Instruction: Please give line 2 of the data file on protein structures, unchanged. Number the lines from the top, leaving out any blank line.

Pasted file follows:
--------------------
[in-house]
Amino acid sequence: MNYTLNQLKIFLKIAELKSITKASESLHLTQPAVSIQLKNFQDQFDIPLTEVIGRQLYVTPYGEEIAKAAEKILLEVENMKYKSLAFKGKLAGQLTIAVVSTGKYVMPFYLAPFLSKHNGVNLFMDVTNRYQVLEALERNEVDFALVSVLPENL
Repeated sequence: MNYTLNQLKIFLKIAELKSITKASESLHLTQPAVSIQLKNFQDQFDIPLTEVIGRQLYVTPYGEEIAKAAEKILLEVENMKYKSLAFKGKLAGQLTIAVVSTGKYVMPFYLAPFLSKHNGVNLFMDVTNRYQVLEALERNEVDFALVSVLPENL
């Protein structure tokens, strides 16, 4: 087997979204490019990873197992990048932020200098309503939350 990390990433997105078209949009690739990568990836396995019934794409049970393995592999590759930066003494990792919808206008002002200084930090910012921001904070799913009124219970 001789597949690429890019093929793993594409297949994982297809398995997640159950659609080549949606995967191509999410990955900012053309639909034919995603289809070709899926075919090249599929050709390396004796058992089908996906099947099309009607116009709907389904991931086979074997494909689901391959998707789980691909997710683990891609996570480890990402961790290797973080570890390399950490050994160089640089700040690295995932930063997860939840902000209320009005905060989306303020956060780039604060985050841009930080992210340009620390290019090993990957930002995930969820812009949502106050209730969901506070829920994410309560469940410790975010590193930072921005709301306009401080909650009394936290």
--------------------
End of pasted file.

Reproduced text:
Amino acid sequence: MNYTLNQLKIFLKIAELKSITKASESLHLTQPAVSIQLKNFQDQFDIPLTEVIGRQLYVTPYGEEIAKAAEKILLEVENMKYKSLAFKGKLAGQLTIAVVSTGKYVMPFYLAPFLSKHNGVNLFMDVTNRYQVLEALERNEVDFALVSVLPENL